command: 
q_graph -out interference_ty_red_blue -dir int14 -box 1.6 -command '221 "t_function -t_function cos -x_function zero -y_function sin -z_function zero -n_step 1799 -pi 124 -n_t_cycles 1000 -n_t_step 0 1 0 1 0 | q_conj" "t_function -t_function cos -x_function zero -y_function sin -z_function zero -n_step 1799 -pi 124 -n_t_cycles 1000 -n_t_step 0.031 1 0 1 0" | q_x | q_add 0 -1.5 0 0 | q_add_n_m 0 0.003 0 0 1800 1000' -color red -command '221 "t_function -t_function cos -x_function zero -y_function sin -z_function zero -n_step 1799 -pi 124 -n_t_cycles 1000 -n_t_step 0.031 1 0 1 0 | q_conj" "t_function -t_function cos -x_function zero -y_function sin -z_function zero -n_step 1799 -pi 124 -n_t_cycles 1000 -n_t_step 0 1 0 1 0" | q_x | q_add 0 -1.5 0 0 | q_add_n_m 0 0.003 0 0 1800 1000' -color blue
math
equation: 

\phi'^* \phi = (cos(\omega t + \delta), 0, -sin(\omega t + \delta), 0)(cos(\omega t), 0, sin(\omega t), 0) + (0, k \delta, 0, 0) \, \textrm{with} \, \delta: 0 \to 10 \pi in red
\phi^* \phi'= (cos(\omega t), 0, -sin(\omega t), 0)(cos(\omega t + \delta), 0,  sin(\omega t + \delta), 0) + (0, k \delta, 0, 0) \, \textrm{with} \, \delta: 0 \to 10 \pi in blue

tags
Physics Tag: 
wave function
wave equation
interference
Math Tag: 
sine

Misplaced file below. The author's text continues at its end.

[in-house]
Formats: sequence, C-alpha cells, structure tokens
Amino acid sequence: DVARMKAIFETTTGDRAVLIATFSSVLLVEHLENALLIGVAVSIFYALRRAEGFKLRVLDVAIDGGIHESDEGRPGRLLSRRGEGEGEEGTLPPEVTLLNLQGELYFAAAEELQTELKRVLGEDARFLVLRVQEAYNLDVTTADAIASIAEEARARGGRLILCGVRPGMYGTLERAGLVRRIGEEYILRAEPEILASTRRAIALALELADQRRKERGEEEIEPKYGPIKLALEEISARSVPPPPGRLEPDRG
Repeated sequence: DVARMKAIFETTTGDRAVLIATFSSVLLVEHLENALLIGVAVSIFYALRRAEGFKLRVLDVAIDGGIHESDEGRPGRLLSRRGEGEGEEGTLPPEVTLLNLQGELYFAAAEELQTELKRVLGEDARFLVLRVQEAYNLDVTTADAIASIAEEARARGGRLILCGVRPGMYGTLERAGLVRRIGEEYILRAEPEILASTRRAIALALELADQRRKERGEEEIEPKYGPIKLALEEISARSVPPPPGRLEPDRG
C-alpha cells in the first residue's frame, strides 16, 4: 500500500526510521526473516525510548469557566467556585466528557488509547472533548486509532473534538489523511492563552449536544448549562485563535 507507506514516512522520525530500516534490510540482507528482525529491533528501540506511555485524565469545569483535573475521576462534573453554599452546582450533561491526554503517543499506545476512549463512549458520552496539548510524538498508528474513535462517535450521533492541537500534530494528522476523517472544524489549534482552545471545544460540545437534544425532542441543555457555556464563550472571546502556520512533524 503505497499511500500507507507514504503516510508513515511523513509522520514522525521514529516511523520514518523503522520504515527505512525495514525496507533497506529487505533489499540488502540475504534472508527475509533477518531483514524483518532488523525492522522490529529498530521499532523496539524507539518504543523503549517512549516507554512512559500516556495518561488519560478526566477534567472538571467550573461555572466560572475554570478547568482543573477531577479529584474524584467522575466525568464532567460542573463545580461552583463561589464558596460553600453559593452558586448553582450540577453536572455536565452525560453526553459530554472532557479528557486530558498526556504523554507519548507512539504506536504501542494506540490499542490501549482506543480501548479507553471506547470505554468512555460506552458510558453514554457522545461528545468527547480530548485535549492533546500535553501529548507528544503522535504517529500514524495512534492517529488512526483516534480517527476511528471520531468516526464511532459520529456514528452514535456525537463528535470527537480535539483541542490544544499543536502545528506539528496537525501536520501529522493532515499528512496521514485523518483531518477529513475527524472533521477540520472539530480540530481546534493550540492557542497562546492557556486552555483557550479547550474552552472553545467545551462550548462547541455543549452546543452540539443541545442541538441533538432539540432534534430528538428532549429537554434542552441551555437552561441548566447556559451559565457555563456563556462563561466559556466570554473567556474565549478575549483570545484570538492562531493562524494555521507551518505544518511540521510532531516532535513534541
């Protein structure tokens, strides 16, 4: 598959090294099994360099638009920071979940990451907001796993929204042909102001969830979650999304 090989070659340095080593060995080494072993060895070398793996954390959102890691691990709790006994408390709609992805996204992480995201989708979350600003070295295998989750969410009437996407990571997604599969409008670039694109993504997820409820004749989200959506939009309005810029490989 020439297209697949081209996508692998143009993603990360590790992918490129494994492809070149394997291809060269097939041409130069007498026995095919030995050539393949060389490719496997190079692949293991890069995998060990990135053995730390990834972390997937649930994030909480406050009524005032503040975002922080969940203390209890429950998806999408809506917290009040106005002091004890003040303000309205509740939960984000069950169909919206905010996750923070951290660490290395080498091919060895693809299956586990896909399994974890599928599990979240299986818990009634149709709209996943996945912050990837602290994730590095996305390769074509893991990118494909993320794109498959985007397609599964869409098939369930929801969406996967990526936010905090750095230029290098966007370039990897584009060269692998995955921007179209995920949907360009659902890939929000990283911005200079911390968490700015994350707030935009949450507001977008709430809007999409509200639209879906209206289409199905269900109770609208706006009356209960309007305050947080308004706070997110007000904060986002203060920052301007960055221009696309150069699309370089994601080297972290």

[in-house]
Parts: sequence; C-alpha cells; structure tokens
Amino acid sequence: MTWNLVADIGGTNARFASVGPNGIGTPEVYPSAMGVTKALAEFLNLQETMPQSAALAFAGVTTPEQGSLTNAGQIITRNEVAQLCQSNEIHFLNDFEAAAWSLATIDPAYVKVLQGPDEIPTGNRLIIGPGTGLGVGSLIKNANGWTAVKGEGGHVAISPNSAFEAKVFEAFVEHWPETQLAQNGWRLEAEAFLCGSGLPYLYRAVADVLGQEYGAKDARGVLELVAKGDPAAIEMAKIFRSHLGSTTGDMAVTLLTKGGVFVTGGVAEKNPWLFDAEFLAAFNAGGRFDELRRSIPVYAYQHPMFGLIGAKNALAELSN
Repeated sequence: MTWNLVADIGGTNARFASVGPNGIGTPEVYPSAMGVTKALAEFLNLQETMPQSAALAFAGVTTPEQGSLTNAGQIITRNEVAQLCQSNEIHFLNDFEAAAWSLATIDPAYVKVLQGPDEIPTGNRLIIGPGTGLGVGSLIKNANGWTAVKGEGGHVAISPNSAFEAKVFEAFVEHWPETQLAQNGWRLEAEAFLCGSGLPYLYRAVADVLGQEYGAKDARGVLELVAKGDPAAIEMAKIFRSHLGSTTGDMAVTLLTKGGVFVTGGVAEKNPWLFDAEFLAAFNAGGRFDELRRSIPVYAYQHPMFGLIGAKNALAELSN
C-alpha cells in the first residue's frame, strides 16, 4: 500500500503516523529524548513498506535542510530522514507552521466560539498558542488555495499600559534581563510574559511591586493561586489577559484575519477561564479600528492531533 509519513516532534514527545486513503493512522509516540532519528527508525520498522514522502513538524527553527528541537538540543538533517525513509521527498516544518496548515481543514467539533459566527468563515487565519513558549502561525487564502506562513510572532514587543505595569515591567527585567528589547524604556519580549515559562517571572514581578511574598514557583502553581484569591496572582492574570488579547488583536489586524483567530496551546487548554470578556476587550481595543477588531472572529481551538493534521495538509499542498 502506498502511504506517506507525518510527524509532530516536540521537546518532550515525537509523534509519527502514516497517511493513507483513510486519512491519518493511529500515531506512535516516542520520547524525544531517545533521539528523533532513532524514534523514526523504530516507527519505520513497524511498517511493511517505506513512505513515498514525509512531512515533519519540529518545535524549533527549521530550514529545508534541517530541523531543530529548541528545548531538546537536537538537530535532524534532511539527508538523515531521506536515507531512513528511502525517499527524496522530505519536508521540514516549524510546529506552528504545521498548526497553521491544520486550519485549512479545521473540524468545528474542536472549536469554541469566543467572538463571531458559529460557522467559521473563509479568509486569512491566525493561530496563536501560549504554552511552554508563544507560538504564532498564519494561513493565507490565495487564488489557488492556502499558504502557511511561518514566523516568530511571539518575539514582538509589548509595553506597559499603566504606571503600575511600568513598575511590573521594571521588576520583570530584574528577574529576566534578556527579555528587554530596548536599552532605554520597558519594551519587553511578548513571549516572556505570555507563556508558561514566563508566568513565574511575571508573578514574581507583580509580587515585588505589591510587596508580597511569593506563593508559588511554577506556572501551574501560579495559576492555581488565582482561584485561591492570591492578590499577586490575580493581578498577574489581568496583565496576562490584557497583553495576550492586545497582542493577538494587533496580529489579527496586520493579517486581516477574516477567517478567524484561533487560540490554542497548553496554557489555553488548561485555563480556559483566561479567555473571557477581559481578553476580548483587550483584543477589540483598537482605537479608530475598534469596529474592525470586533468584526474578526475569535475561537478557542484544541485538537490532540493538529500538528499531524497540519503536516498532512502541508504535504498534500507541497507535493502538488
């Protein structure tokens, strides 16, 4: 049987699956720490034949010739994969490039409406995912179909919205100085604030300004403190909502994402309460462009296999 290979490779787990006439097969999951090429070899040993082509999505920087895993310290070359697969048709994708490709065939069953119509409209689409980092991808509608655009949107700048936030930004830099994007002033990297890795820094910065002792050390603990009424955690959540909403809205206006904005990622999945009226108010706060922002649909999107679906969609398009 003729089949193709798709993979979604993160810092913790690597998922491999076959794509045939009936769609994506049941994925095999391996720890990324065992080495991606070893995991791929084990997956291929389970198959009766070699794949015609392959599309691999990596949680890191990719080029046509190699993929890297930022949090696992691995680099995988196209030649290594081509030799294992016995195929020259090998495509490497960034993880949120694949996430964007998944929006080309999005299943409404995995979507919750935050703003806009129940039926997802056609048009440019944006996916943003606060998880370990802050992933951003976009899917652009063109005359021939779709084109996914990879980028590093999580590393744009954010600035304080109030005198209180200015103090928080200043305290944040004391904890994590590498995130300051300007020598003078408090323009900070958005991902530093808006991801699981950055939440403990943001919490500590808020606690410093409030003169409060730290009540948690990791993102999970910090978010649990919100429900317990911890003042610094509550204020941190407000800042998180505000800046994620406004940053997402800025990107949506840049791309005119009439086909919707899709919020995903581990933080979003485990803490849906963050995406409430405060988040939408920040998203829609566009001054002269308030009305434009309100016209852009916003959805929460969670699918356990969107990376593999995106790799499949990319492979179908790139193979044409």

cosine
Programming Tag: 
command line quaternions
t_function
q_add
q_add_n_m

Gamma Matrices

summary: 

The gamma matrices are a tool to systematically look through all possible paths through spacetime given 4 numbers.

description: 

The path in yellow is multiplied on both sides by all 16 combinations of the basis vectors on the left and the right. An Italian physicist named DeLeo figured out how to map the gamma matrices (also referred to as the Dirac matrices) to the triple product ("Quaternions and Special Relativity", J. Math. Phys., 37:6, 2955-2968, 1996). A team in Mexico, José López-Bonilla, L. Rosales-Roldán, and A. Zúñiga-Segundo detailed the process - and made me aware of the connection via email. The gamma matrix machinery can be hard to appreciate, there being all kinds of combinations of matrices and spinors that play roles. With quaternions the story is much more straightforward: multiply on the left and the right by (1, i, j, k).